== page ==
Day 12: The Coronavirus Countdown - 100 Days of Great Music

Wow. Where do we start?

We took yesterday off, but we're back today - one day after finding out that John Prine had finally lost his battle with the coronavirus.

Mr. Prine issued his debut album in 1971, and every song from the album has gone on to become a folk classic. We shared that a couple of weeks ago, but you can link to it here. Also, His most recent release, the 'Tree of Forgivness," was issued just two years ago and is worth your time. In between, he built a legendary career on his keen observations of everyday life delivered with his trademark wink-and-nod humor that always hit the mark.

Your bonus pick today is yet another Prine album, however - his 2005 release "Fair and Square" - is one of his better more recent efforts featuring gems like "Glory Of True Love," "Crazy As A Loon" and "Long Monday."

He put up one hell of a fight, spending almost two weeks in ICU, but in the end, it was just too much for a 73-year-old man who had survived at least two bouts with cancer.

Thanks for the music, Mr. Prine. We'll cherish it until the end of our days.

- Chuck Cox and Kendall Webb


James Taylor

Greatest Hits (1976)

Why I Love It

When it comes to must-own greatest hits albums, this one is a heavyweight champion. Although it was released when I was seven years old, it's an essential piece of my music fandom. In my opinion, James Taylor has one of the coolest voices ever. Nobody makes a song his own like him — even if it's a cover. These songs are timeless — and always will be.

Album Highlights

"Carolina in My Mind," "Fire and Rain" and "Sweet Baby James"

Kendall on Chuck's Album of the Day

What a pick today from Chuck. What a record. It may be a little spotty as a Greatest Hits collection - several of these weren't actually hits, and other actual hits are missing - but that's more a squabble about what to call the album (maybe "The Best of James Taylor" or "The Essential Collection" would be more accurate). Because what's here probably is the best moments from his early years, and that's what makes this essential listening.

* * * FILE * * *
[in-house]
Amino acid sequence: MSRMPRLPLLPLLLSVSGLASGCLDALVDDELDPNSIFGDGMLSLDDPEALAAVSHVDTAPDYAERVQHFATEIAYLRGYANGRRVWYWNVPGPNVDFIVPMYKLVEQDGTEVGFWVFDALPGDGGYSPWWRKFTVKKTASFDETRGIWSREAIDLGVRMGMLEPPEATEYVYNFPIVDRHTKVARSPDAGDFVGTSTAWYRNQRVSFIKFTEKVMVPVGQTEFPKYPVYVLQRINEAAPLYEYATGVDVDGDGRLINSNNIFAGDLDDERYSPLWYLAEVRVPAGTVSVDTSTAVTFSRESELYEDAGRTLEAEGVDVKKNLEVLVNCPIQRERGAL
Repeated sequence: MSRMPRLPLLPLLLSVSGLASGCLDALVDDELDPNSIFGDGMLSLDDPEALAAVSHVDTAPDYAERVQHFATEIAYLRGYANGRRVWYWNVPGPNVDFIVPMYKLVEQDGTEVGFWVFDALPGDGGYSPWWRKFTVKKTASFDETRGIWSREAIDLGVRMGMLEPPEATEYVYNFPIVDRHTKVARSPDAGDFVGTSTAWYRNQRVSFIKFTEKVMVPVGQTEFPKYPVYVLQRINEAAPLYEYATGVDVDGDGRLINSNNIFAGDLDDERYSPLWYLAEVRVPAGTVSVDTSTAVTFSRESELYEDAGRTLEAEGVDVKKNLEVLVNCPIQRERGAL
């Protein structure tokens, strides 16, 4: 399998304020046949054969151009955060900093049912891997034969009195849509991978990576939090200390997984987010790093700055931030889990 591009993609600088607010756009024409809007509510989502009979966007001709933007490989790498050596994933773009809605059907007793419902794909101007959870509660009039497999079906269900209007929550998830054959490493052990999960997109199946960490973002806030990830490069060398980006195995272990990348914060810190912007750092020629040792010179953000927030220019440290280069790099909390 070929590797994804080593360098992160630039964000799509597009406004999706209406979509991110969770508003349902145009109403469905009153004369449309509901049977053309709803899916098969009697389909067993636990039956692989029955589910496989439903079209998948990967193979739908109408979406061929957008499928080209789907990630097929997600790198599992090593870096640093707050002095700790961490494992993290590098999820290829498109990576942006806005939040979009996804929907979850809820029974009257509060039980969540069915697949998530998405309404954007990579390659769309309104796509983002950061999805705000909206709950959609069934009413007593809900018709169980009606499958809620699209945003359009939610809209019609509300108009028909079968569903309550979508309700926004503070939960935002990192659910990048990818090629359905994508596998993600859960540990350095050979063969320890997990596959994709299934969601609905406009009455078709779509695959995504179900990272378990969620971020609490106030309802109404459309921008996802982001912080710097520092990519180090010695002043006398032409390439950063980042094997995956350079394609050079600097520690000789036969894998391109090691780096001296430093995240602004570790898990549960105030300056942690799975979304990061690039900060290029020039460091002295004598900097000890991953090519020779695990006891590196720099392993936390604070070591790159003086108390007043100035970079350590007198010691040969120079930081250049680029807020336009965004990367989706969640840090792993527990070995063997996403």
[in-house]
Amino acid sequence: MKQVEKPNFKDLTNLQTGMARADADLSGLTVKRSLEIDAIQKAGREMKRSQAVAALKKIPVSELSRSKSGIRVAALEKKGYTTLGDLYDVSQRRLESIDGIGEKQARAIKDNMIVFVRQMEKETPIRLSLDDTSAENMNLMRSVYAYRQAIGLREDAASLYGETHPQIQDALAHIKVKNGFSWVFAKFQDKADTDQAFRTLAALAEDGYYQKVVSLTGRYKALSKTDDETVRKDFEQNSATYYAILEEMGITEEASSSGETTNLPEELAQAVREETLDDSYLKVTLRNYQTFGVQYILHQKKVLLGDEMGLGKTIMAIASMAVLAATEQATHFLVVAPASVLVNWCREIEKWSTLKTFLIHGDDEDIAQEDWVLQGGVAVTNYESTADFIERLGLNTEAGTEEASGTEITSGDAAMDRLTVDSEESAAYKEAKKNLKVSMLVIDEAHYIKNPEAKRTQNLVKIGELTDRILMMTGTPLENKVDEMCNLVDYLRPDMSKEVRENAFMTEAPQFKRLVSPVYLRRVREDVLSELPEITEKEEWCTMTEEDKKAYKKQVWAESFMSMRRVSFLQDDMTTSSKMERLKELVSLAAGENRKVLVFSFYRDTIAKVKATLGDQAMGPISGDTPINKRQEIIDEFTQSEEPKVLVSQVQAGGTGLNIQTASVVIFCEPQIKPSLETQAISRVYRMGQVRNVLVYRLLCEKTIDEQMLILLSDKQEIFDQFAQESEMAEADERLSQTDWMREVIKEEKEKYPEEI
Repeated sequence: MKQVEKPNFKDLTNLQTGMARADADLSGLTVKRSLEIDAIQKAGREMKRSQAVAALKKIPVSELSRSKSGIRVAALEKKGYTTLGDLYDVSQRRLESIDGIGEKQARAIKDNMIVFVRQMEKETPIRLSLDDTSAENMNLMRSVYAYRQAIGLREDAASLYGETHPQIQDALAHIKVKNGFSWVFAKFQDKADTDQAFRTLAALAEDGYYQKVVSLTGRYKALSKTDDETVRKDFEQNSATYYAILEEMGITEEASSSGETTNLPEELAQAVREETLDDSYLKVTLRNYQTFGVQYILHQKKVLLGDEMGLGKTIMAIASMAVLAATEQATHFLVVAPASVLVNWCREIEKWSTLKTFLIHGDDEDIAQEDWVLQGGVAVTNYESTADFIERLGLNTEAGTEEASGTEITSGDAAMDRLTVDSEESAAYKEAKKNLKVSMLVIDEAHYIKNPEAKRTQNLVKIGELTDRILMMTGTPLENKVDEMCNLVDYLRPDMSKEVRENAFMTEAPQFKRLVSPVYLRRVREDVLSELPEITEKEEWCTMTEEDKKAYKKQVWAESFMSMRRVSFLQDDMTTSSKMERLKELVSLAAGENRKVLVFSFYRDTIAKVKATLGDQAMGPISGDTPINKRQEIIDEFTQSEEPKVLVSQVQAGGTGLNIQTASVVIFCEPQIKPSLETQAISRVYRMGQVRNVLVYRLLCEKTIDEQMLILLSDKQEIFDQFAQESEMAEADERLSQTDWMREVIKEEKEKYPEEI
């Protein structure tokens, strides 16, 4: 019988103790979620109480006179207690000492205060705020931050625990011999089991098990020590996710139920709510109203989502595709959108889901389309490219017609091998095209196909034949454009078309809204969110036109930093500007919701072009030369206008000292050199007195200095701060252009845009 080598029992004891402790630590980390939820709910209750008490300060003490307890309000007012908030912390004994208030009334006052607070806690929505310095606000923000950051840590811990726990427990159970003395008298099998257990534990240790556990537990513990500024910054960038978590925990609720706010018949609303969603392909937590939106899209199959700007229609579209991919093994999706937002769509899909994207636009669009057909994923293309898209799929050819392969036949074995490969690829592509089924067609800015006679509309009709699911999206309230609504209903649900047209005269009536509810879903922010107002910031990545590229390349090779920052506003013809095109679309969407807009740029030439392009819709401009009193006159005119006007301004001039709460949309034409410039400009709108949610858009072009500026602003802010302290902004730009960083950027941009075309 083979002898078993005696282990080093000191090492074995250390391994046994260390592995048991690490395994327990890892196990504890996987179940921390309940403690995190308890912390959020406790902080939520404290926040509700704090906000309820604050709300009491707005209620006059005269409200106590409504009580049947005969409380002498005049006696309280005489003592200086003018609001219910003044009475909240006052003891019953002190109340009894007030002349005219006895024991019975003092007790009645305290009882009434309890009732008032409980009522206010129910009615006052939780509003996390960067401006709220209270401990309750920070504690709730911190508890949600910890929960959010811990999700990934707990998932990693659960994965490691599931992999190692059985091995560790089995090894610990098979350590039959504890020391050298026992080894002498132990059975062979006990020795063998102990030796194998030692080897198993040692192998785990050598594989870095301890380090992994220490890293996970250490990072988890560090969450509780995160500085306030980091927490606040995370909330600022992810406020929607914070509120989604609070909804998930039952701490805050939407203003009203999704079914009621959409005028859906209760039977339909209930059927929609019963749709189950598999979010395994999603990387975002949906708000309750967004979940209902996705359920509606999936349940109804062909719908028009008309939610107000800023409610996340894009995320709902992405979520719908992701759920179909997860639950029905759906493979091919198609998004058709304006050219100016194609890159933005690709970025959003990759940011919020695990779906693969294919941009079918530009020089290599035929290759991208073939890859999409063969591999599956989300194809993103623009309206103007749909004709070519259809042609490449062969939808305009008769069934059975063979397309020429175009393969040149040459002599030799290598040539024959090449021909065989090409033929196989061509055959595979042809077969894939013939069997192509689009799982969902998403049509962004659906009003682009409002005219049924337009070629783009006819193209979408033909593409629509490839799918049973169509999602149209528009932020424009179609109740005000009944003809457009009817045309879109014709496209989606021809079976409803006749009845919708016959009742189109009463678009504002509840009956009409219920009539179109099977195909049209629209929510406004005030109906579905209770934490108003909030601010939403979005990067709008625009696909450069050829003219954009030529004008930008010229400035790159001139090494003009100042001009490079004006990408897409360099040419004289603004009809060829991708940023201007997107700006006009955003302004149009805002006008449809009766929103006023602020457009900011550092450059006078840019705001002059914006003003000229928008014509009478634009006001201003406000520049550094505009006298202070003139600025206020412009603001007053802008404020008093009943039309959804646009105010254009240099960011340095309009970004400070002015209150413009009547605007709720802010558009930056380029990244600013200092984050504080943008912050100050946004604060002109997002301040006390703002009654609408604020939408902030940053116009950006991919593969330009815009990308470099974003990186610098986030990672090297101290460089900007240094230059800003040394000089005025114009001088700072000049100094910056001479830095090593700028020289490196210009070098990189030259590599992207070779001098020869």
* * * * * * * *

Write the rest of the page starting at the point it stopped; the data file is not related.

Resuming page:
Rosanne Cash

King's Record Shop (1987)

Why I Love It

Rosanne Cash was my favorite female country singer of the '80s, and remains high on my list to this day. She made a lot of great records, but none have ever topped this memorable set which stands as one of the best country albums by anybody in the entire decade.

Her cover of John Hiatt's "The Way We Make A Broken Heart" is so good it's almost startling to hear it in the second track wondering if the album's sequence will stand up to the challenge. Trust me, it does. "If You Change Your Mind," "Runaway Train," and her cover of her father Johnny's "Tennessee Flat Top Box" all hold their own while scoring at country radio. Several of those hits seem, in retrospect, to foreshadow the coming end of her marriage to husband and producer Rodney Crowell.

Album Highlights

"The Way We Make A Broken Heart," "Runaway Train" and "I Don't Have To Crawl"

Chuck on Kendall's Album of the Day

You can't go wrong with any Rosanne Cash album. This is a special one. Her cover of her dad's hit, "Tennessee Flat Top Box," is awesome, and there's not a single misfire on this hit record.

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